Opinion: Is artificial intelligence helping or hurting us?

computor Courtesy of Creative Commons
Kaitlyn McKinney writes about artificial intelligence in today’s society.

In today’s society, we all know that we cannot leave the house without our cell phone, and if you are a college student, it is your phone and laptop. We are always so dependent on our technology, whether it is us Googling a recipe or a common question, using it as navigation device to get from point A to point B or to communicate with people. Even though this use of technology has been beneficial to making our lives easier, could it also be hurting us as well? Technology, in a sense, could be negatively affecting how we interact within relationships, our concentration on certain activities and how we perform within a classroom setting.

Interactions are essential when creating relationships with people, whether they be romantic or not. Currently when it comes to relationships, you always hear someone say, “I met so and so on Facebook, Instagram or Snapchat, etc.,” but you rarely see anyone going out anymore to meet people. Also, when it comes to technology, it is often a distractor, so people often spend more time on their phone, and less time with the person they are with. This poses a threat to us building strong relationships with people, as well as a threat to our safety. When you meet people online, you never know who you are actually meeting until you meet them. They could be catfishing you or lying, which poses a threat to you. If you don’t know who you are talking to, then your interaction with that person could be dangerous. And let’s say you do know them, if technology always comes in the way, your interactions with people will be short and brief, which could prohibit communication skills and bonding as a whole. Interactions are not the only thing that technology is harming.

Concentration on certain activities is another reason why technology might be doing us more harm than good. You ever get so into a game on your phone that you can’t seem to put it down? Or that one more episode on Netflix that seems to be calling your name from your laptop on your desk? Yeah, we often get distracted by technology, which can prevent us from building social skills as mentioned before, doing well on assignments and often negatively affects our time management. This could lead to poor interviews, losing jobs and failing grades in class. Speaking of failing grades, how you perform in the classroom setting is the next example of how technology does us more harm than good.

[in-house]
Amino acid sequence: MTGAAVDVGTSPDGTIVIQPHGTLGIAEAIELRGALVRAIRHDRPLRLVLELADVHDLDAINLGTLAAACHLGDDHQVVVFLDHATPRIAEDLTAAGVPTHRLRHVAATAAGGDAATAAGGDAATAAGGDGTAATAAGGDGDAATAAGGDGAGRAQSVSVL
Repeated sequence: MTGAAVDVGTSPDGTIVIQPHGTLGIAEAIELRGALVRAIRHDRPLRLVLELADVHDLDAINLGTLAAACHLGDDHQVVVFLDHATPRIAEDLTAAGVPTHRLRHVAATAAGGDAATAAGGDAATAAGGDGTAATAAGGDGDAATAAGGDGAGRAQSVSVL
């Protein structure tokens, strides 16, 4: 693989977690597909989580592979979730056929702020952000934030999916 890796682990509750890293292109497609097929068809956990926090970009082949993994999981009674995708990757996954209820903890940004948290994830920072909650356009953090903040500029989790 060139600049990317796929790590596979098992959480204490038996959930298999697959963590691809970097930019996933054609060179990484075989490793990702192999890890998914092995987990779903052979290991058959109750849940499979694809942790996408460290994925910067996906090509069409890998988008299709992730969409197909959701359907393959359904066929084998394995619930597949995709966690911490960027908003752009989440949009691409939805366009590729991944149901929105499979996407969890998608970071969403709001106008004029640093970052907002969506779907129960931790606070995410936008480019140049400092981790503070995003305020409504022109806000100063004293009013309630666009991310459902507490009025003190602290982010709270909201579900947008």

To go along with concentration issues, how we perform in a classroom setting is often another reason why technology is negatively affecting us. In the classroom we often have our phones, and laptops which can cause for an easy distraction when the lecture gets too boring. Also, with this technology at the palm of our hands, it can often lead to academic dishonesty and cheating. There are so many websites that provide answers for the questions we have to solve in class, and it is not that hard to obtain them. This will cause problems with the academic honesty policy but also how you perform as a whole. If you are constantly looking us up the answers on your phone, you will never truly learn anything, and you will make school more about passing than actually learning something, which doesn’t benefit you in the long run.

Interactions, concentration and performance in the classroom are all things that technology does that negatively affects us, and even though it is beneficial now, it won’t be later on.

Kaitlyn McKinney is a freshman medical diagnostics major at the university. Kaitlyn can be reached at khm@udel.edu.

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